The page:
(see Section 3). This would be an exceptional violation of the rule rule that the flow label, once set to a non-zero value, must not be
that the flow label, once set to a non-zero value, must not be
changed. To preserve load distribution capability, such a firewall changed. To preserve load distribution capability, such a firewall
MUST NOT set non-zero flow labels to zero. SHOULD rewrite labels by following the method described for a
forwarding node (see Section 3) and MUST NOT set non-zero flow labels
to zero.
6.2. Theft and Denial of Service 6.2. Theft and Denial of Service
Since the mapping of network traffic to flow-specific treatment is Since the mapping of network traffic to flow-specific treatment is
triggered by the IP addresses and Flow Label value of the IPv6 triggered by the IP addresses and Flow Label value of the IPv6
header, an adversary may be able to obtain unintended service by header, an adversary may be able to obtain unintended service by
modifying the IPv6 header or by injecting packets with false modifying the IPv6 header or by injecting packets with false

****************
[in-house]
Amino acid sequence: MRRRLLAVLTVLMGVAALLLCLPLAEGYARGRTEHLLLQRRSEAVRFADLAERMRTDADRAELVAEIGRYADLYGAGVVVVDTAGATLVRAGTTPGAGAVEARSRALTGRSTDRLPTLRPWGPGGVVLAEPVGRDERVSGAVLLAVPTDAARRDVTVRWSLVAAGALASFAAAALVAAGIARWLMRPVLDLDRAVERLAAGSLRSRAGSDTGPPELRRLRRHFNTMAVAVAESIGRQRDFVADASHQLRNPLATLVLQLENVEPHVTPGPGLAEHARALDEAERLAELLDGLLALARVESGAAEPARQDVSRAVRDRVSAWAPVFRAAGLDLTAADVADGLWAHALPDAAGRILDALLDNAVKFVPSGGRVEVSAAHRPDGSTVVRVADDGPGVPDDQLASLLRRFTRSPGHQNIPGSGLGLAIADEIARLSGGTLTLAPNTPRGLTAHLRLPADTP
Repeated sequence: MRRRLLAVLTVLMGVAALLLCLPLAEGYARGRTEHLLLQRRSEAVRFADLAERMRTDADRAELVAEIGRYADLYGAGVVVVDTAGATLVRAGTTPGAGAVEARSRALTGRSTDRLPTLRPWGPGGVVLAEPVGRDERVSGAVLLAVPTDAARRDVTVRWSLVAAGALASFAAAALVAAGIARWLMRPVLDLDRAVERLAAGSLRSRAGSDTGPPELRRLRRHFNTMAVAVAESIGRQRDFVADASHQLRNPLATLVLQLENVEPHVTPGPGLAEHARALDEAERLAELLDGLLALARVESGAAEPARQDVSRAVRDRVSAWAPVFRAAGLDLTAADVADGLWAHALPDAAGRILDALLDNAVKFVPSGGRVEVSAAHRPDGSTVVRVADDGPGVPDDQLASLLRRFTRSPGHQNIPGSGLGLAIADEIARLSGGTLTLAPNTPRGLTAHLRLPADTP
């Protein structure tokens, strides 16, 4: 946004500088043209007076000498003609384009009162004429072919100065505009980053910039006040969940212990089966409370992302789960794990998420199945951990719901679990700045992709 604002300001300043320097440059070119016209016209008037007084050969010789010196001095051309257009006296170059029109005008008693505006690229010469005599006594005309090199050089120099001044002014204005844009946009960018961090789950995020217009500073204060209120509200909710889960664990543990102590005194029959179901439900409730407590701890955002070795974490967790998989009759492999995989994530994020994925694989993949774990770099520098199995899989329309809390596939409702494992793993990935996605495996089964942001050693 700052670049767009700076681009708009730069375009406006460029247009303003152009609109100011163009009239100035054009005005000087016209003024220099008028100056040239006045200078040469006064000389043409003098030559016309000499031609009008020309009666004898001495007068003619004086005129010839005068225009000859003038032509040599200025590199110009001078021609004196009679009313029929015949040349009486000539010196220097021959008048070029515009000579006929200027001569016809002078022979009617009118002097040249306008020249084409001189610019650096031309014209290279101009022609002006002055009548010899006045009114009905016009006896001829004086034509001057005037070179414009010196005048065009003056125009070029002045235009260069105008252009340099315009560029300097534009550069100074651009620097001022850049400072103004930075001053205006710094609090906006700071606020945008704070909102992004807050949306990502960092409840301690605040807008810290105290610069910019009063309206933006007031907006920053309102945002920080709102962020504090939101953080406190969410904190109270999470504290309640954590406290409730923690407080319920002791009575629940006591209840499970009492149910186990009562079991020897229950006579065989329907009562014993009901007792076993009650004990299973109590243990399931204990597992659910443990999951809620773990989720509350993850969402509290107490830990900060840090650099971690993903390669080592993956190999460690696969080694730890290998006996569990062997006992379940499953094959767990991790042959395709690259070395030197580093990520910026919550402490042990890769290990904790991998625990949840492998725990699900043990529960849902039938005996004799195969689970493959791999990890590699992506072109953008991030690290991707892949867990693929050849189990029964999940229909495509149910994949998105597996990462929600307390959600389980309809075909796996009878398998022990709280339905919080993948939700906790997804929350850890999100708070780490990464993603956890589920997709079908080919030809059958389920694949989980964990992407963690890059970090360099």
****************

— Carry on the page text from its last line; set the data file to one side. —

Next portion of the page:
addresses and/or labels. Theft of service is not further discussed addresses and/or labels. Theft of service is not further discussed
in this document, since it can only be analysed for specific stateful in this document, since it can only be analysed for specific stateful
methods of using the flow label. However, a denial of service attack methods of using the flow label. However, a denial of service attack
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Contributors to the original development of RFC 3697 included Ran Contributors to the original development of RFC 3697 included Ran